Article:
JOURNAL ARTICLE

Five-year survival, quality of life, and individual costs of 303 consecutive medical intensive care patients—a cost-utility analysis

Jürgen Graf, Jörg Wagner, Carmen Graf, Karl-Christian Koch, Uwe Janssens
Critical Care Medicine 2005, 33 (3): 547-55
15753746

OBJECTIVE: To assess long-term survival, health-related quality of life, and associated costs 5 yrs after discharge from a medical intensive care unit.

DESIGN: Prospective cohort study.

SETTING: Medical intensive care unit of a German university hospital.

PATIENTS: Three hundred and three consecutive patients with predominantly cardiovascular and pulmonary disorders admitted between November 1997 and February 1998 with an intensive care unit length of stay >24 hrs.

INTERVENTIONS: None.

MEASUREMENTS AND MAIN RESULTS: Demographic data, Simplified Acute Physiology Score II, Sequential Organ Failure Assessment, simplified Therapeutic Intervention Scoring System, and individual intensive care unit and hospital costs were prospectively recorded. Primary outcomes included 5-yr survival, functional status, health-related quality of life (Medical Outcome Short Form, SF-36), effective costs per survivor, and costs per life year and per quality-adjusted life year gained. Of 303 patients, 44 (14.5%) died in the hospital. Among the remaining 259 patients, 190 (73%) survived the 5-yr follow up and 173 patients (91%) completed the questionnaire. Baseline demographics including gender, age, Simplified Acute Physiology Score II, Sequential Organ Failure Assessment, simplified Therapeutic Intervention Scoring System, and admission diagnosis were similar between hospital and long-term survivors (p > .05 for all). The health status index of those patients surviving the 5-yr follow-up was 0.88, independent of patients' severity of illness. The average effective costs per survivor were 8.827 for intensive care unit costs and 14.130 for intensive care unit and hospital costs. Mean costs per life year and per quality-adjusted life year gained amounted to 19.330 and 21.922 , respectively. Increasing severity of illness was associated with higher costs.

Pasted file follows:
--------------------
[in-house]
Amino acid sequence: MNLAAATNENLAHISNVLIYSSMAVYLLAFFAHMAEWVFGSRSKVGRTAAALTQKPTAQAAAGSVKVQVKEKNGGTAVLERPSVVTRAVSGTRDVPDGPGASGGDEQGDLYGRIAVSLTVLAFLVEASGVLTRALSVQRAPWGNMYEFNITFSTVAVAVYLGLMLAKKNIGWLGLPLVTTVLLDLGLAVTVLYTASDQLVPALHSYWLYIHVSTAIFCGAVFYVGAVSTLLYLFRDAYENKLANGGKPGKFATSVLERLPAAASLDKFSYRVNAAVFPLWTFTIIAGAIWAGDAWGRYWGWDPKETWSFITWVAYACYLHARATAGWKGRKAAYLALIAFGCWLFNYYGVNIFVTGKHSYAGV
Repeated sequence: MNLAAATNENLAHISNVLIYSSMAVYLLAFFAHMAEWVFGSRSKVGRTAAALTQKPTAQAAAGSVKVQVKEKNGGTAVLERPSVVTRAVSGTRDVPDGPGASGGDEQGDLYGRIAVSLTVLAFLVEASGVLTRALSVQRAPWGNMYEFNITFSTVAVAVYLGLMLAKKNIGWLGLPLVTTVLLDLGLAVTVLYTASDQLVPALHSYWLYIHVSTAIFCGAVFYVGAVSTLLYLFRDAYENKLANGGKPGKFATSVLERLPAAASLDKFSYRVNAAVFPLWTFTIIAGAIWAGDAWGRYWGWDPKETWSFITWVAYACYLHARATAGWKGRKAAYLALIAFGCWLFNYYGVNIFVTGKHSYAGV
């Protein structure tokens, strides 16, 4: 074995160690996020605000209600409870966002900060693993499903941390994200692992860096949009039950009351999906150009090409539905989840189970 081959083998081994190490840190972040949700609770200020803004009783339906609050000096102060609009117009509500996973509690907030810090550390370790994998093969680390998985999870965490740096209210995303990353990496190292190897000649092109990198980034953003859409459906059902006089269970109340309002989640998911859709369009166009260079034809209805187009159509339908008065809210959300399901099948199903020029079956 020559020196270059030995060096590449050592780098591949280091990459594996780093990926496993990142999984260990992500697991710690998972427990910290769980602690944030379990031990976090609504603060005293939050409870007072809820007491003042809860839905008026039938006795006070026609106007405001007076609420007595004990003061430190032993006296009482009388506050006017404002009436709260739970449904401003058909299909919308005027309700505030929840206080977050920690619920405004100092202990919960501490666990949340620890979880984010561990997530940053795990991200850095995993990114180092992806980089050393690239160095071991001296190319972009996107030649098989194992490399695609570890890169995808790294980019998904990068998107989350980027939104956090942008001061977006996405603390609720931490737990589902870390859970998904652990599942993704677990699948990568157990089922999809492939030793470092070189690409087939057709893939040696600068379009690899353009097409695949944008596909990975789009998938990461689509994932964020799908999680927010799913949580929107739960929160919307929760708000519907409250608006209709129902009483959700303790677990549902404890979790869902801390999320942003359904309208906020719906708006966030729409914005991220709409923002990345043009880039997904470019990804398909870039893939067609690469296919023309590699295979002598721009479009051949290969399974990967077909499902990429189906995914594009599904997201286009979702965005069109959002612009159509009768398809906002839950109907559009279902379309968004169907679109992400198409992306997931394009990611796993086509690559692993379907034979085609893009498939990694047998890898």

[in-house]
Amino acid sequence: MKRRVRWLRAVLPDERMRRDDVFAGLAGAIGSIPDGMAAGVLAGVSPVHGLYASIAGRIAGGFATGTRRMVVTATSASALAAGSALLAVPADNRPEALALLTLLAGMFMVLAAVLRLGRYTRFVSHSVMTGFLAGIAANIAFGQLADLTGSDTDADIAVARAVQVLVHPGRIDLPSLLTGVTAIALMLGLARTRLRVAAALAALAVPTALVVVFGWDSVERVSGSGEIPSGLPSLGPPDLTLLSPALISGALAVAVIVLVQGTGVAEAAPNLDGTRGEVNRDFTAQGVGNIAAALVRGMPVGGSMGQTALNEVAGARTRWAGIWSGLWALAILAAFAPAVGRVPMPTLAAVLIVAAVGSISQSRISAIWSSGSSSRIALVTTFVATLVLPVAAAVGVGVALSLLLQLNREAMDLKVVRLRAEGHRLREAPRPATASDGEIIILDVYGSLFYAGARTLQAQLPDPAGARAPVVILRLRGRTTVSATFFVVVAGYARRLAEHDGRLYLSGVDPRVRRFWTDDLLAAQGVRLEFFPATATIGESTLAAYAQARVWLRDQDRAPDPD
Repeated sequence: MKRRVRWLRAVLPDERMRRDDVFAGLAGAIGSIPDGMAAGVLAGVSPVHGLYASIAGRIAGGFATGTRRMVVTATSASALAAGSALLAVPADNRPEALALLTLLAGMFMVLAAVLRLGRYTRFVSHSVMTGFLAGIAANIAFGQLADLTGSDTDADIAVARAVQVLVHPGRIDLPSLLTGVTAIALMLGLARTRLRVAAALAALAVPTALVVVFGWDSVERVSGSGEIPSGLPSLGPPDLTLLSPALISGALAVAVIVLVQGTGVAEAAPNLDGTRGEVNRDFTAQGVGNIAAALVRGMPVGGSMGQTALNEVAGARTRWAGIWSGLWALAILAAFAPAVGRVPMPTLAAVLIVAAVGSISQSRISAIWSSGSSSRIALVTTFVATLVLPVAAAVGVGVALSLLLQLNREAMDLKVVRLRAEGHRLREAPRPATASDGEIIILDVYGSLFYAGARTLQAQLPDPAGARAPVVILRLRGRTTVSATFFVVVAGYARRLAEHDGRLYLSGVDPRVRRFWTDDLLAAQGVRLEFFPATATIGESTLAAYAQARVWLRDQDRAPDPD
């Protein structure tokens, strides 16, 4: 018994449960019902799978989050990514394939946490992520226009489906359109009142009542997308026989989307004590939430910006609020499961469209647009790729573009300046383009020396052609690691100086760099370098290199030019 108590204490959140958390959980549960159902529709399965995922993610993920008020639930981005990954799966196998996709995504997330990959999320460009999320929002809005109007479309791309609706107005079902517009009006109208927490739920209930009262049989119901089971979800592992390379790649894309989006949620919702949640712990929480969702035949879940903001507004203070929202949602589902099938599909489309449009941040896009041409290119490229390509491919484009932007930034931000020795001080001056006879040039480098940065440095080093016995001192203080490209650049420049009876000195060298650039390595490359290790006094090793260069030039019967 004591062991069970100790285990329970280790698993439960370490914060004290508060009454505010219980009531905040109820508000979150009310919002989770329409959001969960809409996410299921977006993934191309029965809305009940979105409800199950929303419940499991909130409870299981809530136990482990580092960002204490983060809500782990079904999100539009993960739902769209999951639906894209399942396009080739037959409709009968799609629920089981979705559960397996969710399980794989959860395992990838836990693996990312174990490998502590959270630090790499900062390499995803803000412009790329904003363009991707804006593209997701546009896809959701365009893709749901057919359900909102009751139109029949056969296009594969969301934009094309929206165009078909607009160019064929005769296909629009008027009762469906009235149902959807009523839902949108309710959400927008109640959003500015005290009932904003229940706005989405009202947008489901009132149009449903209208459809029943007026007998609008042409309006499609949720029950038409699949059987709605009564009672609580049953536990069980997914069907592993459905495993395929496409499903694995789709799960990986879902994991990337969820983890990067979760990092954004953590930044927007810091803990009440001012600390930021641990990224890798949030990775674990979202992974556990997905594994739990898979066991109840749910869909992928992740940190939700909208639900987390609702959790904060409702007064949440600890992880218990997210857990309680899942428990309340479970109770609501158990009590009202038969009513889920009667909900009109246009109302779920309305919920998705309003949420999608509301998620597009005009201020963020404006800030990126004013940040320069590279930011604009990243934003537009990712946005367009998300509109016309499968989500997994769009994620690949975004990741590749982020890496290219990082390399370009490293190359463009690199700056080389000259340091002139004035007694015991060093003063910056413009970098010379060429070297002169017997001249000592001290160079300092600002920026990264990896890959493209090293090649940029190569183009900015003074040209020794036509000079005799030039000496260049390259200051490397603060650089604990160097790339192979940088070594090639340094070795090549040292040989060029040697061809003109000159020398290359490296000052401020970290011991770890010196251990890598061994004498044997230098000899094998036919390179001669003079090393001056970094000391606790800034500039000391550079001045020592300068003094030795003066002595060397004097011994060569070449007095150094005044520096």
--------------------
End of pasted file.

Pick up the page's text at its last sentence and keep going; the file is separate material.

CONCLUSIONS: Considering the severity of illness and the patients' outcome, the costs associated with both life year and quality-adjusted life year gained were within generally accepted limits for other potentially life-saving treatments.

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